one of a kind exceptional handcrafted antique c. 1930's wpa depression era american folk art electric wisconsin gas & electric painted wood trolleybus with wheels

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UR #:: UR-23141-15

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Product Description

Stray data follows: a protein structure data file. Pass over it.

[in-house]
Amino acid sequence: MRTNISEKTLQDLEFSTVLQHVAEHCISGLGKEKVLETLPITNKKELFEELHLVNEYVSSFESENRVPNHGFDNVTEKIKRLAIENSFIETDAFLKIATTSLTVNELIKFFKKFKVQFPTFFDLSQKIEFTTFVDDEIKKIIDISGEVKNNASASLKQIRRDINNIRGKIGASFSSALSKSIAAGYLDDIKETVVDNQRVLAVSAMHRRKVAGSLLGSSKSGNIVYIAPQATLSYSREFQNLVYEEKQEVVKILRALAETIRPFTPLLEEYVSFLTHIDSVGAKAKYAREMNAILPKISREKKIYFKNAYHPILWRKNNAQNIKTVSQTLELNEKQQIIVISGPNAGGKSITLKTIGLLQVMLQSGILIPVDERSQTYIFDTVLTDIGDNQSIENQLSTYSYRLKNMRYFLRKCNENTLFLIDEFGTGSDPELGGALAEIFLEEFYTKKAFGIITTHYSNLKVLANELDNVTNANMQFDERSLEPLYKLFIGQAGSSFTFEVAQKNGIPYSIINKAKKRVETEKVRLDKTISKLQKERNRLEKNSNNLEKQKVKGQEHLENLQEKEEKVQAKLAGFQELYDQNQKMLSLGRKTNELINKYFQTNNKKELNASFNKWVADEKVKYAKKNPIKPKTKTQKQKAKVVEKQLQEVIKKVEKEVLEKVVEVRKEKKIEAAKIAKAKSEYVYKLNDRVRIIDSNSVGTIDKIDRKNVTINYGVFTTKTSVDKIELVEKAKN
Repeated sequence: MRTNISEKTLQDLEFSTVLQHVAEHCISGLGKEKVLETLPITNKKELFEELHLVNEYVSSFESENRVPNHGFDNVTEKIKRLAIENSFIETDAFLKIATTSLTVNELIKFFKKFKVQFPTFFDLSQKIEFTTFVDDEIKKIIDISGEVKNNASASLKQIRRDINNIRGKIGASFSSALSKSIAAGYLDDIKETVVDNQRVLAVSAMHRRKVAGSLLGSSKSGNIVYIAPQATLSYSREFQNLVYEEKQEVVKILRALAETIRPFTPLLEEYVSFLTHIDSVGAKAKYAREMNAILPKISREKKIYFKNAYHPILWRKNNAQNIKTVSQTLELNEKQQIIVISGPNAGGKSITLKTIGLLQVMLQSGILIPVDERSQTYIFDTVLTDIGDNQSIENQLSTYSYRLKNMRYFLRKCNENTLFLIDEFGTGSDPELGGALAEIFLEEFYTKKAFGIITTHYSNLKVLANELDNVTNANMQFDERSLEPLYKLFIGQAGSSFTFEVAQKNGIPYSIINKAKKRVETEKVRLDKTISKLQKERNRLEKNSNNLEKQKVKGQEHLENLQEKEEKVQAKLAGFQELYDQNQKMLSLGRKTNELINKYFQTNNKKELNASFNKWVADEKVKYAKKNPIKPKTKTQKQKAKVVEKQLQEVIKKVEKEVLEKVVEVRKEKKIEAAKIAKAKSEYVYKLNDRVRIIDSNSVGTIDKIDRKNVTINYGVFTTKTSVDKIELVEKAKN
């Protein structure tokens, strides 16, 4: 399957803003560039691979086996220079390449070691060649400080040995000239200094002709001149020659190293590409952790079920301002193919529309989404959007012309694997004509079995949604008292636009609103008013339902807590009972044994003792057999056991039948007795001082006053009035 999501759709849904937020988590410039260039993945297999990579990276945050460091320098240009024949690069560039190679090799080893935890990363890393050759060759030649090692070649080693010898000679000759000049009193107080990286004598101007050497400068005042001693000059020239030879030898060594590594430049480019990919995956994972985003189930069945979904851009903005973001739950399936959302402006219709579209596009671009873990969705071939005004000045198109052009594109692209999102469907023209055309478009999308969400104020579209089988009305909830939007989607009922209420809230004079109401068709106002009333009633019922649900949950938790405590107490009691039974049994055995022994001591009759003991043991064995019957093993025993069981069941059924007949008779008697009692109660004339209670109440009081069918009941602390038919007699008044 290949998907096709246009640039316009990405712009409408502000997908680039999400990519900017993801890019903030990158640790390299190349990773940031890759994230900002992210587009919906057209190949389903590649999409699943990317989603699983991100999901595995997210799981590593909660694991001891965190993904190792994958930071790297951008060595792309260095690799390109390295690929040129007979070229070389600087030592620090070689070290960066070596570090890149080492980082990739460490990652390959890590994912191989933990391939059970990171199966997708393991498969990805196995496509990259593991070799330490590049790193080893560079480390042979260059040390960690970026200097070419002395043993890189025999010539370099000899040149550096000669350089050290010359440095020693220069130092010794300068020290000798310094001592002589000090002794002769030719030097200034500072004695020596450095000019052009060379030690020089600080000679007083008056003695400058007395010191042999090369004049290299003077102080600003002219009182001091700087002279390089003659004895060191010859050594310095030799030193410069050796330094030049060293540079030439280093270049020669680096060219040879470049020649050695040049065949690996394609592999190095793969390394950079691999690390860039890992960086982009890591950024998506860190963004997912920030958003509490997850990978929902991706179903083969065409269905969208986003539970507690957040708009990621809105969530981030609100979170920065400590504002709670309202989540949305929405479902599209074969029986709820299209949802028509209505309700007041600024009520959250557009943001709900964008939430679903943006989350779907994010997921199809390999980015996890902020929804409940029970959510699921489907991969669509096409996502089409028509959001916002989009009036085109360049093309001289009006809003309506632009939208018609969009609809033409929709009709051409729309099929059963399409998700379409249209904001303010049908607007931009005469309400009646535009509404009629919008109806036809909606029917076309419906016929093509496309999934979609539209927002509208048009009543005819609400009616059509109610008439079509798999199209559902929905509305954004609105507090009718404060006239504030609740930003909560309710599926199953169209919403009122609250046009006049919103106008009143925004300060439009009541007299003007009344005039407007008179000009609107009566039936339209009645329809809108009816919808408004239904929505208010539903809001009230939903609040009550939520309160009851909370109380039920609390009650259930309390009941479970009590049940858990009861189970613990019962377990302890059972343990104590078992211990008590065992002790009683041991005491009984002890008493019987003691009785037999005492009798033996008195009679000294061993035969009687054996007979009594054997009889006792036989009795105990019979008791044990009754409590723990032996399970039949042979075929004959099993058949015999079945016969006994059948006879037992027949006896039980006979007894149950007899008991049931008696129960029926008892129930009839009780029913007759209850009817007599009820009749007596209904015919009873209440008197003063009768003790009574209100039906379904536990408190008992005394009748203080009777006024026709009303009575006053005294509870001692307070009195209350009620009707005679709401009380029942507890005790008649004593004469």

extraordinary c. 1930's handcrafted american folkart electric trolleybus comprised of largely of wood and steel rods. the original "red wine & cream" hand painted finish remains virtually intact. the well-crafted folk art piece is modeled after a wisconsin gas & electric trolleybus that operated in kenosha (and possibly racine), wisconsin during the 1920-30's. unidentified artist. the history of the trolleybus dates back to 29 april 1882, when dr. ernst werner von siemens ran his "elektromote" in a berlin suburb. this experimental demonstration continued until june 13, 1882, after which there was little progress in europe, although separate experiments were conducted in the usa. the next development was when lombard grin operated an experimental line at the paris exhibition of 1900 after four years of trials. max schiemann made the biggest step when on july 10, 1901 the world's first passenger-carrying trolleybus operated at bielathal (near dresden), in germany. schiemann built and operated the bielathal system, and is credited with developing the under-running trolley current collection system, with two horizontally parallel overhead wires and rigid trolleypoles spring-loaded to hold them up to the wires. although the bielathal system operated only until 1904, schiemann had developed what is now the standard trolleybus current collection system. in the early days there were a few different methods of current collection. the cedes-stoll system, designed by carl stoll, operated near dresden between 1902 and 1904, and in vienna. the lloyd-khler or bremen system was tried out in bremen, and the filovia was demonstrated near milan. leeds and bradford became the first cities to operate trolleybuses in the united kingdom on june 20, 1911. in the united states, some cities, led by the brooklyn-manhattan transit corporation (bmtnew york), subscribed to the all-four concept of using buses, trolleybuses, streetcars and rapid transit subway and/or elevated lines, as appropriate, for routes ranging from lightly used to the heaviest trunk line. buses and trolleybuses in particular were seen as entry systems that could later be upgraded to rail as appropriate. although the bmt in brooklyn built only one trolleybus line, other cities, notably san francisco, california, and philadelphia, pennsylvania, built larger systems and still maintain "all-four". a number of trolleybus lines in the united states came into existence when a tracked trolley route did not have sufficient ridership to warrant track maintenance or reconstruction. trolleybuses are largely obsolete in the united states. measures 21 x 6 inches. measures 15 inches high at tallest point.